};
    

    Bind this variable in the template as:

    <ui-select ng-model="innerSelection" ...>
        ...
    </ui-select>
    
  4. Last you have to make sure that changes to the inner selection will be propagated to the outer model:

        // still inside link()
        scope.$watch('innerSelection', function(newval, oldval) {
            if( newval != oldval ) { // skip the first time
                ngModelCtrl.$setViewValue(newval);
            }
        });
    

This solution may be a bit more involved than others, but lets you use all the features of the ngModel, e.g. validation, parsing/formatting (i.e. data conversion).

Method 2

You need to use the “equals” syntax on you directive’s scope. This will keep hold of the values populated in the parent scope.
So your directive becomes:

app.directive('languagePicker', function() {
        return {
            template : '<ui-select ng-model="**PARENT'S NGMODEL**" multiple search-enabled="true" theme="select2" style="width: 300px;"><ui-select-match >{{$item.name}}</ui-select-match><ui-select-choices repeat="lang.id as lang in langs | filter: { name : $select.search }"><div ng-bind-html="lang.name | highlight: $select.search"></div></ui-select-choices></ui-select>',
            restrict : 'E',
            require : 'ngModel',
            replace : true,
            scope: {
                ngModel: "=ngModel"
            }
            ...
        };
    });

I am confident this will work for you 🙂
Let me know if it does not!

Method 3

You can pass model.selectedLanguages as a property to the directive such as:

< language-picker language="model.selectedLanguage" />

And inside the directive use the language property.
You can decide upon which scope you need.

I also recommend using a templateUrl to the html document with that bit of code in it. It really makes life much easier.
Then you can modify the html document to simply put ng-model=”language” after editing your directive as suggested.

There really are plenty of examples in the official documentation.
https://docs.angularjs.org/guide/directive

Method 4

I got it working in two different ways:

Given the following "call":

      <div
        ng-model="myData"
        required
        boolean-select
      ></div>

Either using "replace: true":

  .directive('booleanSelect', function booleanSelect() {
    return {
      restrict: 'A',
      template: '<select ' +
        'class="form-control" ' +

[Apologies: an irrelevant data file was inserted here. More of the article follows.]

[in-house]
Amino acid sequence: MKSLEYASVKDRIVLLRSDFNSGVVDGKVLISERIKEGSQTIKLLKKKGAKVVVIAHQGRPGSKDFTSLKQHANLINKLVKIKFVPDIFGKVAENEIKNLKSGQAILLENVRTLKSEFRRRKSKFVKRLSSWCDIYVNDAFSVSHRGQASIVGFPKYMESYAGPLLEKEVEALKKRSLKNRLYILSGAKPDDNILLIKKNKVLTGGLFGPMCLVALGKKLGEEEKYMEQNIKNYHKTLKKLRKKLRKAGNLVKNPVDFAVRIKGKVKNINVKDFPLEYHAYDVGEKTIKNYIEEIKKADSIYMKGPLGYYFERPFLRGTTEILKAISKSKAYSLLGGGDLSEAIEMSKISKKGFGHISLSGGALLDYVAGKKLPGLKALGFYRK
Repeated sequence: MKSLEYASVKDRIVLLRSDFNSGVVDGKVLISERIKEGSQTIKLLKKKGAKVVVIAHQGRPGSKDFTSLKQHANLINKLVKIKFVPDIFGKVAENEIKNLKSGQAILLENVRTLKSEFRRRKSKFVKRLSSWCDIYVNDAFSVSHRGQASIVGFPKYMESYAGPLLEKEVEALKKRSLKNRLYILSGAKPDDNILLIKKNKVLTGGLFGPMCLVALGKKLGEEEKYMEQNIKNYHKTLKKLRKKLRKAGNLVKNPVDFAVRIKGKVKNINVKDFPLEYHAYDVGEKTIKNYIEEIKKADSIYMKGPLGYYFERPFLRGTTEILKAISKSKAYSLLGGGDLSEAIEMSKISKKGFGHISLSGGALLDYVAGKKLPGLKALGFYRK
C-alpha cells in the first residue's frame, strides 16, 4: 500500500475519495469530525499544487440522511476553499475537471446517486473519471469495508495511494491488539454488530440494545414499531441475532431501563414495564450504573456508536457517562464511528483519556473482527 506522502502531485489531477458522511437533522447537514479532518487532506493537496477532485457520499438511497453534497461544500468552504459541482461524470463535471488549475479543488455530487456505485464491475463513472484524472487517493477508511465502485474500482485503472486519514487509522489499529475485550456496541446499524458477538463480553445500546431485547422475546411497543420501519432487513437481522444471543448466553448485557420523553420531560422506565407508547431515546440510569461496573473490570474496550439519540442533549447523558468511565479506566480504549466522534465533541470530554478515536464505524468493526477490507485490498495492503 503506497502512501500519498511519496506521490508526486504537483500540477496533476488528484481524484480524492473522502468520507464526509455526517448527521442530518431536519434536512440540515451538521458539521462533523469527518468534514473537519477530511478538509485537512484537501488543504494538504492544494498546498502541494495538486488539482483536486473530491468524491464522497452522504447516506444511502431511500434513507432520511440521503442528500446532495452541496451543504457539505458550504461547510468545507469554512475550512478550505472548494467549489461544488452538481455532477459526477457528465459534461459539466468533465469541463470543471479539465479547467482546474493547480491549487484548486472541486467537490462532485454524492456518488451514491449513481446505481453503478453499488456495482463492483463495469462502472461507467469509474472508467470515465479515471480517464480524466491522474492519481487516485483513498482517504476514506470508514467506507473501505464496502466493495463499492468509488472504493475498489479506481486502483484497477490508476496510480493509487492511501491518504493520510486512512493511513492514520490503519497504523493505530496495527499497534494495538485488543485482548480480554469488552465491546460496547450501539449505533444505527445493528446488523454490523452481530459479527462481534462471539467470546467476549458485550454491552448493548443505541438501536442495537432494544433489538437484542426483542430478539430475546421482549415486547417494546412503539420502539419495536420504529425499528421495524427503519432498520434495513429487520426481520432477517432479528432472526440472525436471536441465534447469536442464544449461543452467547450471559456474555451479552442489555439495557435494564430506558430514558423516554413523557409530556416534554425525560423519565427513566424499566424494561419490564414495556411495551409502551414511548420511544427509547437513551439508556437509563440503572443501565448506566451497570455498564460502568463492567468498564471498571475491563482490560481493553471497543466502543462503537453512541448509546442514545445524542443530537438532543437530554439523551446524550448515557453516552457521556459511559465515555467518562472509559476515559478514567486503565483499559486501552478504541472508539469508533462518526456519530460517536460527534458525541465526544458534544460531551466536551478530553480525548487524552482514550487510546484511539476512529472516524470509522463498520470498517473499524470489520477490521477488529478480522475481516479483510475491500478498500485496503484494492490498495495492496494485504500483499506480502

'ng-options="v.value as v.label for v in yesNoOptions" ' +
        'ng-required="required"><option value="">Select</option></select>',
      replace: true,
      link: function ($scope, $element, $attrs) {
        $scope.required = $attrs.hasOwnProperty('required');

        $scope.yesNoOptions = [{
          value: true,
          label: 'Yes',
        }, {
          value: false,
          label: 'No',
        }];
      },
    };
  })

You don’t need to put ng-model in the template as it’s, well, replaced "inline", merging attributes from the "caller", so the caller’s ng-model will be used.

Or, this way:

  .directive('booleanSelect', function booleanSelect() {
    return {
      restrict: 'A',
      template: '<select ' +
        'class="form-control" ' +
        'ng-model="ngModel" ' +
        'ng-options="v.value as v.label for v in yesNoOptions" ' +
        'ng-required="required"><option value="">Select</option></select>',
      scope: {
        ngModel: '=ngModel',
      },
      link: function ($scope, $element, $attrs) {
        $scope.required = $attrs.hasOwnProperty('required');
        $scope.yesNoOptions = [{
          value: true,
          label: 'Yes',
        }, {
          value: false,
          label: 'No',
        }];
      },
    };
  })

Here we don’t replace, but we get the ngModel without requiring the controller at all, just as a scope value. Then we can use it in the template. We can’t use replace because there would be a conflict of ng-model.

I personally prefer the first option! (and one less element in the dom).

Note: Use and implement method 1 because this method fully tested our system.
Thank you 🙂

All methods was sourced from stackoverflow.com or stackexchange.com, is licensed under cc by-sa 2.5, cc by-sa 3.0 and cc by-sa 4.0